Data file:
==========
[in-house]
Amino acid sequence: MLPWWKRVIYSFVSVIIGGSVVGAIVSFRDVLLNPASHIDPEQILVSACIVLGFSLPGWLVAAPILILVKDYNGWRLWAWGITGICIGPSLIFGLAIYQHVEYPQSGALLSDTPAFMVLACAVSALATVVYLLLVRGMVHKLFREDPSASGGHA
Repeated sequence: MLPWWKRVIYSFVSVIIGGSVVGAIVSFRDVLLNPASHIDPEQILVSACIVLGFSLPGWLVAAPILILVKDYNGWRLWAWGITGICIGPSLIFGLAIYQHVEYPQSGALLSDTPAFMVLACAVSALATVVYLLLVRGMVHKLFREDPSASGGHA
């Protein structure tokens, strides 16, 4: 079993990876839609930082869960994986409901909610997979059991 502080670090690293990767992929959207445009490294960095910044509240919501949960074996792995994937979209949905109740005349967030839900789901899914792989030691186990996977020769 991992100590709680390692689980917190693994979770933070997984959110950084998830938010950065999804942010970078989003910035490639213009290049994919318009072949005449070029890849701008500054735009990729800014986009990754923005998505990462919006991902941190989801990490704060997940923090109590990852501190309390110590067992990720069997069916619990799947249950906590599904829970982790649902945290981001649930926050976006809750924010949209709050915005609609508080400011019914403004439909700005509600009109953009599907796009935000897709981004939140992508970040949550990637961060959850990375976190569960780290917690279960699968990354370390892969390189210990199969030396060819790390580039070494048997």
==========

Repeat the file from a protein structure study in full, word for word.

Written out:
[in-house]
Amino acid sequence: MLPWWKRVIYSFVSVIIGGSVVGAIVSFRDVLLNPASHIDPEQILVSACIVLGFSLPGWLVAAPILILVKDYNGWRLWAWGITGICIGPSLIFGLAIYQHVEYPQSGALLSDTPAFMVLACAVSALATVVYLLLVRGMVHKLFREDPSASGGHA
Repeated sequence: MLPWWKRVIYSFVSVIIGGSVVGAIVSFRDVLLNPASHIDPEQILVSACIVLGFSLPGWLVAAPILILVKDYNGWRLWAWGITGICIGPSLIFGLAIYQHVEYPQSGALLSDTPAFMVLACAVSALATVVYLLLVRGMVHKLFREDPSASGGHA
């Protein structure tokens, strides 16, 4: 079993990876839609930082869960994986409901909610997979059991 502080670090690293990767992929959207445009490294960095910044509240919501949960074996792995994937979209949905109740005349967030839900789901899914792989030691186990996977020769 991992100590709680390692689980917190693994979770933070997984959110950084998830938010950065999804942010970078989003910035490639213009290049994919318009072949005449070029890849701008500054735009990729800014986009990754923005998505990462919006991902941190989801990490704060997940923090109590990852501190309390110590067992990720069997069916619990799947249950906590599904829970982790649902945290981001649930926050976006809750924010949209709050915005609609508080400011019914403004439909700005509600009109953009599907796009935000897709981004939140992508970040949550990637961060959850990375976190569960780290917690279960699968990354370390892969390189210990199969030396060819790390580039070494048997």